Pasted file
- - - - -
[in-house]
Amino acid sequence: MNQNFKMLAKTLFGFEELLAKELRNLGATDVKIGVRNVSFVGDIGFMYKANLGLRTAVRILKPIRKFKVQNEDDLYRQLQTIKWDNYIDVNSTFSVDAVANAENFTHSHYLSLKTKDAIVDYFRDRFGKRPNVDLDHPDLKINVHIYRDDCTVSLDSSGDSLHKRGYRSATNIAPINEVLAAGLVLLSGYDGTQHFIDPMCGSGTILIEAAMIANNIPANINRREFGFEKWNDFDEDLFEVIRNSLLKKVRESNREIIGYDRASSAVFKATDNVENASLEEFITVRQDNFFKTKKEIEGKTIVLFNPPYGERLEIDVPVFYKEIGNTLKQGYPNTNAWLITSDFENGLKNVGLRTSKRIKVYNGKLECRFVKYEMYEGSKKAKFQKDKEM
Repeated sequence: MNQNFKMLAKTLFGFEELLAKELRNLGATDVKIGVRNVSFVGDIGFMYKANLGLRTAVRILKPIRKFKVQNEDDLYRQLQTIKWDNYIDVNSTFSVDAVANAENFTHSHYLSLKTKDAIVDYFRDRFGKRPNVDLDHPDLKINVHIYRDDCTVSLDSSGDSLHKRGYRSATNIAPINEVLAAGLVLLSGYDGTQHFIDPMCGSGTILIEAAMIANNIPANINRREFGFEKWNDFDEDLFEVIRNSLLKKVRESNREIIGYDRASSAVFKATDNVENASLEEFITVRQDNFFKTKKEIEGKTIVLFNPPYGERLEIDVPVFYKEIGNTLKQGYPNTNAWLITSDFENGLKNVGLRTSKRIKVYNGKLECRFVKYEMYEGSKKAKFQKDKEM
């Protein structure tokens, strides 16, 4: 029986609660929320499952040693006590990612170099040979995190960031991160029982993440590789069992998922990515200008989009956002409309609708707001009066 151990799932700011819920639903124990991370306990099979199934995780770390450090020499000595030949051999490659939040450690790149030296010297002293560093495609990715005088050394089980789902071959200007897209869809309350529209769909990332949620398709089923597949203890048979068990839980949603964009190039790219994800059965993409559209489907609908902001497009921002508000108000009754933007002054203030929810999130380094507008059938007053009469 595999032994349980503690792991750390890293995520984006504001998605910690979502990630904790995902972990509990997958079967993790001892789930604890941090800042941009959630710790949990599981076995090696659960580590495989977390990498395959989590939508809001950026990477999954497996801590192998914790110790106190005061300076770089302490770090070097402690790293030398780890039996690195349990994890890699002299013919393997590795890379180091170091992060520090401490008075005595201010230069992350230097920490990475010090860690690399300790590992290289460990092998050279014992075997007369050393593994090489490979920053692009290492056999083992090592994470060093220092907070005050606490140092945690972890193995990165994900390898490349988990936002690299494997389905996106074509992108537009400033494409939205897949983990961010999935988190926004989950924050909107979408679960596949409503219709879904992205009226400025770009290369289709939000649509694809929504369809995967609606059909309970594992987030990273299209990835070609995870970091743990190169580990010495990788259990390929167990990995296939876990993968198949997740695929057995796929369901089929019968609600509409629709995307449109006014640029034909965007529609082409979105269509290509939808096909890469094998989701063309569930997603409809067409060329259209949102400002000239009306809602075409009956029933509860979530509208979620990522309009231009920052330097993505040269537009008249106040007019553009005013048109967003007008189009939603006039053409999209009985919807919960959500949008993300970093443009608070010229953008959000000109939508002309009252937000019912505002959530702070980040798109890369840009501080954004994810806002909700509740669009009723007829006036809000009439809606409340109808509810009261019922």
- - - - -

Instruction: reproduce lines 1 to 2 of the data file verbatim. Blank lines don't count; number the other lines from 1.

[in-house]
Amino acid sequence: MNQNFKMLAKTLFGFEELLAKELRNLGATDVKIGVRNVSFVGDIGFMYKANLGLRTAVRILKPIRKFKVQNEDDLYRQLQTIKWDNYIDVNSTFSVDAVANAENFTHSHYLSLKTKDAIVDYFRDRFGKRPNVDLDHPDLKINVHIYRDDCTVSLDSSGDSLHKRGYRSATNIAPINEVLAAGLVLLSGYDGTQHFIDPMCGSGTILIEAAMIANNIPANINRREFGFEKWNDFDEDLFEVIRNSLLKKVRESNREIIGYDRASSAVFKATDNVENASLEEFITVRQDNFFKTKKEIEGKTIVLFNPPYGERLEIDVPVFYKEIGNTLKQGYPNTNAWLITSDFENGLKNVGLRTSKRIKVYNGKLECRFVKYEMYEGSKKAKFQKDKEM